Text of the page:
Henry slipped out of a side door, stood for a time staring up at the starlit April sky. His initial pleasure had slowly ebbed away as the evening wore on, leaving him with an edgy sense of unease. Was this to be the pattern for years to come? Hal would balk, be coaxed into compliance, and all would be well—until the next time he took offense. How could the thinking of his own son be so alien to him? How had they ever gotten to this road that led nowhere?

  It was a mild night and others were outside, too. As he was recognized, several men would have approached him, but he waved them off impatiently. But then he saw one man he did want to speak with, and he moved to intercept William Marshal as he ambled from the direction of the latrines.

  “Marshal,” he said, stepping from the shadows into the knight’s path. Beckoning, he led the younger man away from their audience of eager eavesdroppers. Will followed, but his stiff posture and ducked head conveyed his discomfort as clearly as words could have done. He showed no surprise when Henry launched into a low-voiced, angry reprimand, for he’d been anticipating his sovereign’s displeasure.

  “I expected better from you, Will. You are one of the few men of Hal’s household who has a grain of common sense and a speaking acquaintance with honor. Why have you failed so dismally to protect my son?”

  “My liege…what would you have me say? I told you at Avranches that I could not spy upon him.”

  “I am not asking that of you,” Henry snapped. “But I do expect you to give him the benefit of your maturity and your good judgment, and I see precious little evidence of tha
t. When his legion of lackeys and drones and leeches seek to poison his mind against me, what do you do? Do you stay silent? Or do you join in with the rest of the baying hounds?”

  “Sire, that is not fair! I would never speak against you to the young king. I have always encouraged him to mend this rift between you. But mine is not the only voice he heeds.”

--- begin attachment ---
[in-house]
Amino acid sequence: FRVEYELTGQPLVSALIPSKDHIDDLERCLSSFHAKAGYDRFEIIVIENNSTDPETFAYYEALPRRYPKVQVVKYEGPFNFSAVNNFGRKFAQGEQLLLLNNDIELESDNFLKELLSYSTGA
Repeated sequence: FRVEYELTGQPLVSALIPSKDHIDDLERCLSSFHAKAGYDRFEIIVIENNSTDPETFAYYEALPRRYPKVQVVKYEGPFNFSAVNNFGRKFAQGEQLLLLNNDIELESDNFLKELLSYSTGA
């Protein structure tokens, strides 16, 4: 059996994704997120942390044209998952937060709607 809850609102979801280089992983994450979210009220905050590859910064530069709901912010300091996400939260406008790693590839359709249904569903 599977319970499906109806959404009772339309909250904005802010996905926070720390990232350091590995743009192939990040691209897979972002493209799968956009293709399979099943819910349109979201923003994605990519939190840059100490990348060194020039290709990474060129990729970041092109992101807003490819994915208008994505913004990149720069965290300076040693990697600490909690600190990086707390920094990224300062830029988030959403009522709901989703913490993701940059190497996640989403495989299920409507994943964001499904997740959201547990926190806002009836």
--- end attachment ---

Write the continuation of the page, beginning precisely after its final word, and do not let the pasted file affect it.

That was not what Henry wanted to hear. He needed to believe there was at least one rational voice to counsel his son, for his own words seemed to be falling upon deaf ears. “Then what good are you to me?” he said harshly, and turned on his heel before Will could respond, heading back toward the great hall. Will trailed unhappily after him, but knew better than to try to plead his case when the king was in one of his tempers.

  Hal was encircled by his knights, and they were applauding and cheering so enthusiastically that Henry wondered sardonically if he’d just ordered another wine-keg broken open. Gesturing to Will, he said, “Tell the ‘young king’ that the old one wants to speak with him upon the dais.”

  Hal soon sauntered in his direction, an arm draped around Marguerite’s waist, his face flushed with wine, his eyes bright with laughter. “You wanted me, Papa?”

  “I am going to my own chamber, will leave the festivities to your keeping. Enjoy yourselves, but remember that men bed down in the hall at night, so if you carouse till dawn, they’ll get no sleep.”

  Hal promised to keep that in mind, then turned as one of his knights approached, fervently expressing his eternal gratitude and loyalty. Hal sent him off with a laugh and a quip, then explained for Henry’s benefit that Giles had suffered a stroke of bad luck; his palfrey had gone lame on the ride to Bures and the village farrier had given a dread diagnosis, that the horse had foundered and must be put down. “Giles has barely two deniers to rub together, and a tightfisted father who’d see him mounted on a goat ere he’d help out. So I offered him one of the horses in my stable. He’s a good lad, is Giles, so why not?”